Kendrick Johnson — a three-sport athlete called “KJ” by his friends — was found dead on Jan. 11 in the old gym of Lowndes High School.
An autopsy conducted by the Georgia Bureau of Investigation ruled that he accidentally suffocated inside an upright gym mat after he fell in headfirst reaching for a shoe.
But five months later, Johnson’s parents exhumed his body. A private pathologist performed a second autopsy. Dr. Bill Anderson determined Johnson’s death was due to blunt-force trauma to the right neck.
"Where we found the trauma was in an area that had not previously been dissected or looked at in the first autopsy,” Anderson told NBC News.
And in a very strange twist, Anderson also discovered Johnson’s organs were missing and the body cavity had been filled with newspapers.
“We thought we buried Kendrick, but we only buried half of Kendrick,” his father, Kenneth Johnson said. “It's hard to wake up every morning and he's not there.”
Crump said the discovery raises even more questions since the organs couldn't be examined in the second autopsy.
Sherri Lang, a spokeswoman for the Georgia Bureau of Investigation, told NBC News that the agency stood by its team of medical examiners “100 percent.”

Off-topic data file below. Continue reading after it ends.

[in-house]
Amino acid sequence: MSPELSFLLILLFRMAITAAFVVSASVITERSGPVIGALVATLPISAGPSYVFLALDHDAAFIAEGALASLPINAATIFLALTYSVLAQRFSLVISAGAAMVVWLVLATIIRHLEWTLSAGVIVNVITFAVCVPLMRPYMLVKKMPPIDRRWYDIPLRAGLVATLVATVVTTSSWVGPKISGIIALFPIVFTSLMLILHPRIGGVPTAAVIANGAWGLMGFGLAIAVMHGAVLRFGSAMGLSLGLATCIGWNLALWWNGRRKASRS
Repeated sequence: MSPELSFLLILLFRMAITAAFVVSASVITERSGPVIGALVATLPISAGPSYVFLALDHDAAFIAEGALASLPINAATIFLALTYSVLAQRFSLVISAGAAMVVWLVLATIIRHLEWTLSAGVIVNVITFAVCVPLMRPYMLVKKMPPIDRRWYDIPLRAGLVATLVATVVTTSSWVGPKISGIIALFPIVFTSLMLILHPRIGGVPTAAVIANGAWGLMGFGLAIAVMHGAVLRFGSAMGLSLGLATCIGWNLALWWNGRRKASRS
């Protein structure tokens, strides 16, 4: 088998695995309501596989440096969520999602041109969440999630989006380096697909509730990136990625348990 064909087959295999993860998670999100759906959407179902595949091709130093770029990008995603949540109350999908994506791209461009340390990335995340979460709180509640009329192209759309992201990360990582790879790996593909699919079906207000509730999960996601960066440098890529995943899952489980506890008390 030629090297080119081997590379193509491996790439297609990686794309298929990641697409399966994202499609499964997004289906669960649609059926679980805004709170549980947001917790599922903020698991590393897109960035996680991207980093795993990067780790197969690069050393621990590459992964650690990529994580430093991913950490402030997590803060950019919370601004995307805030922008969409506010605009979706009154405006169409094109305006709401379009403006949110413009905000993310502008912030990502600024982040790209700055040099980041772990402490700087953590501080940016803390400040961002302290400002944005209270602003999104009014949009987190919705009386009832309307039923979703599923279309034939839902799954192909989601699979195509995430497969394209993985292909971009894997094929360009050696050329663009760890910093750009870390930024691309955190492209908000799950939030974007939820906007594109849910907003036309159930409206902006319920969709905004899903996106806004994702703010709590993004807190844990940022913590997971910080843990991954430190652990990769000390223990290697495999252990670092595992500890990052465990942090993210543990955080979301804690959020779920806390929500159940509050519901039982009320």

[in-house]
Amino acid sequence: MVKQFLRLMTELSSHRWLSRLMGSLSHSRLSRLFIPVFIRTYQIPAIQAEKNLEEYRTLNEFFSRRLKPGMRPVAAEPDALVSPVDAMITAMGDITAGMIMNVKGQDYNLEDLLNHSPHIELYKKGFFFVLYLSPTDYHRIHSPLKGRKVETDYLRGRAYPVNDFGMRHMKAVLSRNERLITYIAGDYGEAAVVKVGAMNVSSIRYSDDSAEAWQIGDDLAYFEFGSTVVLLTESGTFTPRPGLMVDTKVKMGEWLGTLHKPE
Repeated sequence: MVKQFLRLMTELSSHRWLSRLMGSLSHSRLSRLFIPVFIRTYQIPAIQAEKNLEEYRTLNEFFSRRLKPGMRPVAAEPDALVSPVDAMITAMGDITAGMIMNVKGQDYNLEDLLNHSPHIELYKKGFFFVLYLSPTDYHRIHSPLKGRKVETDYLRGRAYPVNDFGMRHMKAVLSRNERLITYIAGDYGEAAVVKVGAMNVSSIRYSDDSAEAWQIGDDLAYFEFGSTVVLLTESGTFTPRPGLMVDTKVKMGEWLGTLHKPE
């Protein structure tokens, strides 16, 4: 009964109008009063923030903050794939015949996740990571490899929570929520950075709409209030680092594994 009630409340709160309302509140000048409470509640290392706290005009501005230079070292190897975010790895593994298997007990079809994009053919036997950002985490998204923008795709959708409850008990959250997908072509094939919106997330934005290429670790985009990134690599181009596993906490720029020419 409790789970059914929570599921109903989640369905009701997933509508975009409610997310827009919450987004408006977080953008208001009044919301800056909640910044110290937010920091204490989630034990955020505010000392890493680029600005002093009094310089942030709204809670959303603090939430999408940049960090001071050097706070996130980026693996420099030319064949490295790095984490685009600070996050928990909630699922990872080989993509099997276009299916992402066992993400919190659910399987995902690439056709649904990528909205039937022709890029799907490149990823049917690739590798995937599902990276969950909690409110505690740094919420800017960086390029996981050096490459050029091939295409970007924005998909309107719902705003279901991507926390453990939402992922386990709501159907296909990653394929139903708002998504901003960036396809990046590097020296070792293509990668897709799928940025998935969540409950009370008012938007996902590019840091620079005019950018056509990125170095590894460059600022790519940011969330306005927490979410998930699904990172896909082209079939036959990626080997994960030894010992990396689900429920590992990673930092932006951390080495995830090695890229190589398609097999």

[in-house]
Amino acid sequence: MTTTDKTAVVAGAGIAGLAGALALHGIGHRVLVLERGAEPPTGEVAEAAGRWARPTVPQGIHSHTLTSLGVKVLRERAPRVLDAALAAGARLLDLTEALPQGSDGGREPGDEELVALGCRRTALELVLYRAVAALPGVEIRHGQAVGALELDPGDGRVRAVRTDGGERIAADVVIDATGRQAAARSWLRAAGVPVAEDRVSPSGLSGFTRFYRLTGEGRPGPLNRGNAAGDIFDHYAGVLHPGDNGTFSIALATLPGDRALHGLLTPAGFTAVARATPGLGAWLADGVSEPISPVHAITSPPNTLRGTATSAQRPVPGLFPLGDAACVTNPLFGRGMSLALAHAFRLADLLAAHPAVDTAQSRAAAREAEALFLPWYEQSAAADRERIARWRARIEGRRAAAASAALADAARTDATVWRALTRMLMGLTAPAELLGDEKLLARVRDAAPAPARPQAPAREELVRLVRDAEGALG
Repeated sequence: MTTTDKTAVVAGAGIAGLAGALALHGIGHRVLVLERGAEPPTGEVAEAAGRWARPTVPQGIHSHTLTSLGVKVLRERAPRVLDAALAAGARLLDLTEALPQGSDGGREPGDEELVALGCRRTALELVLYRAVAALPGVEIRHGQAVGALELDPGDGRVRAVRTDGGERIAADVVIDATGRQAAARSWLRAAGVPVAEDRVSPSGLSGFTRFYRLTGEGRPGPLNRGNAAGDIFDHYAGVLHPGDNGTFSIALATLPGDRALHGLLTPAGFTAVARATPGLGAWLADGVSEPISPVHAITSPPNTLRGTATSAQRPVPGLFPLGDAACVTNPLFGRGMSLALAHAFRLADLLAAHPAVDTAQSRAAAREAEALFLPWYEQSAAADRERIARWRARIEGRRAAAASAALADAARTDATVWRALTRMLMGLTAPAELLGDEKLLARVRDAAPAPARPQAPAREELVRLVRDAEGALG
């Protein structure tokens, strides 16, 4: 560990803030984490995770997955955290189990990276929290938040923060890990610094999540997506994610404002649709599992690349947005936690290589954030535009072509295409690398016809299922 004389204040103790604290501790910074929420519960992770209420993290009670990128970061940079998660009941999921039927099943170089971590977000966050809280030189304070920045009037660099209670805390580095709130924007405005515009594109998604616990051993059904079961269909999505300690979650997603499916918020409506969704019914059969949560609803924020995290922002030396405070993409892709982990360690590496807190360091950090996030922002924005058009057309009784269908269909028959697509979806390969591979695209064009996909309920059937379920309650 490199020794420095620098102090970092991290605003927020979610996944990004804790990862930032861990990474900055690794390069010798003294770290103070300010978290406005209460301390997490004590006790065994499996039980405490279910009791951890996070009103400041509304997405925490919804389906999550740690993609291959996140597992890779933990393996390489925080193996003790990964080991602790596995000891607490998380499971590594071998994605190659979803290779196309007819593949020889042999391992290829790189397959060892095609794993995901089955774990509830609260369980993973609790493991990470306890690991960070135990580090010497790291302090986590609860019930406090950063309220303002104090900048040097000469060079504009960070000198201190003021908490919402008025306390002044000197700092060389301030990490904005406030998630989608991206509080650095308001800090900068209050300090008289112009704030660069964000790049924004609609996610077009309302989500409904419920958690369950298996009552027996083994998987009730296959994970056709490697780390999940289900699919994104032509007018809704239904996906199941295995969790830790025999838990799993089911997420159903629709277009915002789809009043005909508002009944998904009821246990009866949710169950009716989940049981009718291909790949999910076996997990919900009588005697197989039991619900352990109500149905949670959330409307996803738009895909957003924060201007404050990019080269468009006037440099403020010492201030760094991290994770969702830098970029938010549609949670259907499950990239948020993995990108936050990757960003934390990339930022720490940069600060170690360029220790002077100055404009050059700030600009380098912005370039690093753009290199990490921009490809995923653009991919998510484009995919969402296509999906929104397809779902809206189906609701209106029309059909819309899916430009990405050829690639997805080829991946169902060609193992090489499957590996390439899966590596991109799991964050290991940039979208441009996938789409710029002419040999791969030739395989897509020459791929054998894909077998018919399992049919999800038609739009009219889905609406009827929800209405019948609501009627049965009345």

Lt. Stryde Jones with the Lowndes County Sheriff’s Office said there is no evidence to suggest that Kendrick Johnson was murdered.
“Based on the information, that we know now -- the autopsy findings, our investigative findings -- our case is closed,” he said.
Jones showed NBC News written statements from students who told detectives that kids at the school often hid their shoes in gym mats. Jones said that they would usually retrieve them by tilting the mats on one side, but that in this case, Johnson could not do that because the mat was up against the wall and surrounded by other mats.
How did it get there?
Jones said students had just returned from winter break and it was possible the mats would have been rearranged during that time.